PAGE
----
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Corona virus puts pressure on supply chain

[ March 4, 2020   //   ]

The Coronavirus is a real threat to the supply chain, warns Steve Purvis, operations director at property firm Bis Henderson Space. Hyundai has temporarily closed South Korean plants because of a shortage of wiring harnesses, Fiat Chrysler reported that one European plant is two weeks from closure because of shutdowns at one critical supplier (and potentially three others), while Ford was airlifting parts out of China while it still can. In the UK Jaguar Land Rover was reported to be having parts couriered out in suitcases.

Shipping will also be affected. There are reports of backlogs building on the Yangtze River, airfreight out of China is well down, and ship operators may be unwilling to visit Chinese ports due to the risk of a viral outbreak. If vessels are avoiding China that also reduces service to intermediate ports such as Singapore. Meanwhile empty containers are stranded in the wrong locations.

It is too late to start stockpiling Chinese goods but businesses will be loading orders on to alternative suppliers – particularly where these suppliers are in other Far Eastern countries that could be at risk from the virus, although with the disease now established in Northern Italy, even sources closer to home cannot be considered secure. Companies may also be bringing forward orders, even from suppliers in currently unaffected areas, before global prices rise.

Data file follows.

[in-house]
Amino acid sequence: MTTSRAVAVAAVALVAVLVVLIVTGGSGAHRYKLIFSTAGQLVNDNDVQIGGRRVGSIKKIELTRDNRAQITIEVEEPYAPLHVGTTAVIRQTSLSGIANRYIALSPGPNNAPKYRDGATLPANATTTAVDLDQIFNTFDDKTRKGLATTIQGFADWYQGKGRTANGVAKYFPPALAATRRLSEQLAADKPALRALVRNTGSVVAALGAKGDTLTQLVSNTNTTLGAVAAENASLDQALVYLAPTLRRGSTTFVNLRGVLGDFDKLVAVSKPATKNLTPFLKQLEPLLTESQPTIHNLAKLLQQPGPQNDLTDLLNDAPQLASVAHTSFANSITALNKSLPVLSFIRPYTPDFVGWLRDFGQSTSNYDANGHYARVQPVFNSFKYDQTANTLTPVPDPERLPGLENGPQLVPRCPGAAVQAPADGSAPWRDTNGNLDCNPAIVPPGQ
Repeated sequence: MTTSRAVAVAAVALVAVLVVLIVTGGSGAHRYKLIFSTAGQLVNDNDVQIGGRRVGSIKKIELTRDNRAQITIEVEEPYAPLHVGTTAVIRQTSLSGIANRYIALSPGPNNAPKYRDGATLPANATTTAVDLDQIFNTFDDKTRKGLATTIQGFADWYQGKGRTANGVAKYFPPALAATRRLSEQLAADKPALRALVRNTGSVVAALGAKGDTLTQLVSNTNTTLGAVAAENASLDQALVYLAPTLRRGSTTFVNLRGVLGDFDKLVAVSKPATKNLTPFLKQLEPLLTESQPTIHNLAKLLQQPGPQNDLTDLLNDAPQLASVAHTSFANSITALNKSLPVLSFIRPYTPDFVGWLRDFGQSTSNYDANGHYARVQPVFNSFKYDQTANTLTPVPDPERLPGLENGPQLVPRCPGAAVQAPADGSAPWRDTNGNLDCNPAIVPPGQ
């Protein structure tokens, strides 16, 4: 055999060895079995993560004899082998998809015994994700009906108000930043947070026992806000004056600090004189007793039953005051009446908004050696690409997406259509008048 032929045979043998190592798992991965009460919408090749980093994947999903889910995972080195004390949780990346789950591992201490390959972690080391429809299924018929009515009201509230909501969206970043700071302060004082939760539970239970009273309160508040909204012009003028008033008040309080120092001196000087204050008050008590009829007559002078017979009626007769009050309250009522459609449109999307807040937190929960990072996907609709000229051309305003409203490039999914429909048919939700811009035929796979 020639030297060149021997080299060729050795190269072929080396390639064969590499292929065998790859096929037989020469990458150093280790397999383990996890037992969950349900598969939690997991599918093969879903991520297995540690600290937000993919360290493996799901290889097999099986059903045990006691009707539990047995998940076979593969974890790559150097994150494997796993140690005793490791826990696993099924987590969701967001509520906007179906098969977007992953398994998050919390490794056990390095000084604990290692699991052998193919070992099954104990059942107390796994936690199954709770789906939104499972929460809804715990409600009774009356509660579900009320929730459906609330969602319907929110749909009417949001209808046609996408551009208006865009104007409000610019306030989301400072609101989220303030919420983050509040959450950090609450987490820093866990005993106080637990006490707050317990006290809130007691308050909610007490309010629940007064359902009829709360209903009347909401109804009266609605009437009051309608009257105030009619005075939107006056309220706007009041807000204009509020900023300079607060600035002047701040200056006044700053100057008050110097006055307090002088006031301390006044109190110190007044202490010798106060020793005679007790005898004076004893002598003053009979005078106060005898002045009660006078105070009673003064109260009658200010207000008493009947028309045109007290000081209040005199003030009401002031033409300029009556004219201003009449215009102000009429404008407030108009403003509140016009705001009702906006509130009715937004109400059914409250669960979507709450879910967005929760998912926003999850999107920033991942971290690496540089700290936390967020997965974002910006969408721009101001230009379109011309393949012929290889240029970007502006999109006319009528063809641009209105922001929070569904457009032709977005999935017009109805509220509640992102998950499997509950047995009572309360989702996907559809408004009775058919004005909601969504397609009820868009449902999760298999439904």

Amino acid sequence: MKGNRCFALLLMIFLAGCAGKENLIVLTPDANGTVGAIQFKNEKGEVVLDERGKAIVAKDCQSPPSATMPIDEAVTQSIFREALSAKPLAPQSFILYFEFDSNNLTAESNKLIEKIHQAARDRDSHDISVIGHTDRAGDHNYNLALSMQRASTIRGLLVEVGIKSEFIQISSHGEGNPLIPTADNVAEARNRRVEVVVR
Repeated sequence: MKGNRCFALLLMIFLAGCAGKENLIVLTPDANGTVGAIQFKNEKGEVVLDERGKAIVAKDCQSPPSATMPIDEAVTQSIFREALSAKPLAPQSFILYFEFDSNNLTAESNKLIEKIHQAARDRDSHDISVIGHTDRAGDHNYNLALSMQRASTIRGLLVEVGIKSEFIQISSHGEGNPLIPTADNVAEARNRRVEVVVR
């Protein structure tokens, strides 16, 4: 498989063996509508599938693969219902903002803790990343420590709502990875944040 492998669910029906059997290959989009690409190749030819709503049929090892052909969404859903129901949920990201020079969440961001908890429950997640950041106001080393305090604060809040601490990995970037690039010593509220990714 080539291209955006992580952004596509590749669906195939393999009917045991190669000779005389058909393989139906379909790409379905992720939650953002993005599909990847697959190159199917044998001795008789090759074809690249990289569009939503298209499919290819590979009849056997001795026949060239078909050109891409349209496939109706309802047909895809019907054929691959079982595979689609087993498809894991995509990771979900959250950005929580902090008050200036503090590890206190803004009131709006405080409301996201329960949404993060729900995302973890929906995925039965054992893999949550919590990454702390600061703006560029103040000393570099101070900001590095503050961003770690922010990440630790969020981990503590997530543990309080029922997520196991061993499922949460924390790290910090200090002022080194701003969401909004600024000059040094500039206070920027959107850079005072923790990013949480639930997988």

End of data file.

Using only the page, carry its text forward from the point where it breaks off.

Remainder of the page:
This will undoubtedly lead to stockpiling but there are other effects that will increase demand for warehouse space in the UK. A manufacturer whose production is slowed or halted by the absence of perhaps just a single component still has all the other parts coming in – indeed, many of these may already be on the high seas. The supply tap can’t be turned off instantly and these materials will have to be stored, either as they are or as semi-finished goods for completion when normal service is resumed.

Component and finished goods suppliers in this country also will prefer to maintain some level of production rather than shut down, even if their customers here or abroad can’t or won’t take delivery. These goods too will need to be stored and, for parts in shortage or for high-end finished goods, security of storage will also be an issue.

For many businesses there is a real likelihood that stocks will build up at some point in their supply chains, and it is only sensible to start scoping out contingency arrangements.

One Bis Henderson Space retail client reports that only 5% of its Chinese production capacity is operative, and even stock that exists at production sites cannot be transported due to movement restrictions. It is looking for additional domestic supply and expecting slower unit sales, which will require an forecasted stock holding of 35,000 extra pallets. An end to the epidemic would not be the end of the problem: a return to ‘normality’ later in the year would see a surge of container movements creating a requirement for additional de-stuffing capacity.

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